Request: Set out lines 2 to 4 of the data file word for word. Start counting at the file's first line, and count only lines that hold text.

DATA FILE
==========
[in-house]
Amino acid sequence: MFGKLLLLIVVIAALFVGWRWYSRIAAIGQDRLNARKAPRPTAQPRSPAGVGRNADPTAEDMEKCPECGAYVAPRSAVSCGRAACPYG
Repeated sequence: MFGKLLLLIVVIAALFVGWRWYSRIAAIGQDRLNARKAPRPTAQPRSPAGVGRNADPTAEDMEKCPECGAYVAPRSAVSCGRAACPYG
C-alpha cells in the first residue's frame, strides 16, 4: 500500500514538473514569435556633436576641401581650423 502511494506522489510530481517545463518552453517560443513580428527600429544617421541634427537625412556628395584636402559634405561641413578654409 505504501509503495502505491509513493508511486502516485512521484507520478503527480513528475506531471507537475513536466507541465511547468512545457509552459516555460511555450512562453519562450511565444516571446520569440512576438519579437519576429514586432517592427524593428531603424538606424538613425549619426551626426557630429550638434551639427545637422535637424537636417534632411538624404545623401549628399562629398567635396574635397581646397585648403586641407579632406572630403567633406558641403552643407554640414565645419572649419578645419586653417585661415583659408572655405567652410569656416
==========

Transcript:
Amino acid sequence: MFGKLLLLIVVIAALFVGWRWYSRIAAIGQDRLNARKAPRPTAQPRSPAGVGRNADPTAEDMEKCPECGAYVAPRSAVSCGRAACPYG
Repeated sequence: MFGKLLLLIVVIAALFVGWRWYSRIAAIGQDRLNARKAPRPTAQPRSPAGVGRNADPTAEDMEKCPECGAYVAPRSAVSCGRAACPYG
C-alpha cells in the first residue's frame, strides 16, 4: 500500500514538473514569435556633436576641401581650423 502511494506522489510530481517545463518552453517560443513580428527600429544617421541634427537625412556628395584636402559634405561641413578654409 505504501509503495502505491509513493508511486502516485512521484507520478503527480513528475506531471507537475513536466507541465511547468512545457509552459516555460511555450512562453519562450511565444516571446520569440512576438519579437519576429514586432517592427524593428531603424538606424538613425549619426551626426557630429550638434551639427545637422535637424537636417534632411538624404545623401549628399562629398567635396574635397581646397585648403586641407579632406572630403567633406558641403552643407554640414565645419572649419578645419586653417585661415583659408572655405567652410569656416